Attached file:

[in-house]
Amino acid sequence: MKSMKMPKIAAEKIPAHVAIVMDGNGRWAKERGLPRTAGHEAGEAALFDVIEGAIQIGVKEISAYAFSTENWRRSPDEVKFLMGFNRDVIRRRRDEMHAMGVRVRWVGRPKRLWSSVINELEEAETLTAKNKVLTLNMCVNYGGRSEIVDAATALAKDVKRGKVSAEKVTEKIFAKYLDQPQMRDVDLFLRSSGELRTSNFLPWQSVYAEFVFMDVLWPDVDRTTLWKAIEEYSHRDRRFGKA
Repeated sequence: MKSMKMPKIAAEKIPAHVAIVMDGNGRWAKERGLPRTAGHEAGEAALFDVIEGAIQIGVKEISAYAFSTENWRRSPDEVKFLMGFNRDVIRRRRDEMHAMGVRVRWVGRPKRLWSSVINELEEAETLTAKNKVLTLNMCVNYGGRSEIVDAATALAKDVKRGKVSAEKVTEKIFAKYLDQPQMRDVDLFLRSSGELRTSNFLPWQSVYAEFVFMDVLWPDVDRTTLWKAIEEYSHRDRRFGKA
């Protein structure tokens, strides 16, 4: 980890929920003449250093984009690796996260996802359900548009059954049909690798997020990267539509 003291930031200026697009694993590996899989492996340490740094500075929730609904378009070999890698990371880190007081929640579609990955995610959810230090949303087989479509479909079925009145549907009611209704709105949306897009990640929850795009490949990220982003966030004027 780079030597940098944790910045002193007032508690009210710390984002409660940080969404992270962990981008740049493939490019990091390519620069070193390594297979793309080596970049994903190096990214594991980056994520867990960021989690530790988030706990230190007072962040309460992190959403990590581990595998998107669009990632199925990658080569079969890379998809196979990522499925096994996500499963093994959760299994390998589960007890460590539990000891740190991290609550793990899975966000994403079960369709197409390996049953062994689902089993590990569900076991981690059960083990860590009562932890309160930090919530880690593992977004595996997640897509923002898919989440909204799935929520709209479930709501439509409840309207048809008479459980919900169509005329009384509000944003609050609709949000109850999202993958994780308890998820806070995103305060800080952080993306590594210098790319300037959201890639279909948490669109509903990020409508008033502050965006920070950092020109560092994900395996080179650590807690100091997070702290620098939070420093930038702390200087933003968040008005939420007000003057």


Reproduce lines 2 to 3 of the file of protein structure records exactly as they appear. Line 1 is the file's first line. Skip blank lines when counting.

Amino acid sequence: MKSMKMPKIAAEKIPAHVAIVMDGNGRWAKERGLPRTAGHEAGEAALFDVIEGAIQIGVKEISAYAFSTENWRRSPDEVKFLMGFNRDVIRRRRDEMHAMGVRVRWVGRPKRLWSSVINELEEAETLTAKNKVLTLNMCVNYGGRSEIVDAATALAKDVKRGKVSAEKVTEKIFAKYLDQPQMRDVDLFLRSSGELRTSNFLPWQSVYAEFVFMDVLWPDVDRTTLWKAIEEYSHRDRRFGKA
Repeated sequence: MKSMKMPKIAAEKIPAHVAIVMDGNGRWAKERGLPRTAGHEAGEAALFDVIEGAIQIGVKEISAYAFSTENWRRSPDEVKFLMGFNRDVIRRRRDEMHAMGVRVRWVGRPKRLWSSVINELEEAETLTAKNKVLTLNMCVNYGGRSEIVDAATALAKDVKRGKVSAEKVTEKIFAKYLDQPQMRDVDLFLRSSGELRTSNFLPWQSVYAEFVFMDVLWPDVDRTTLWKAIEEYSHRDRRFGKA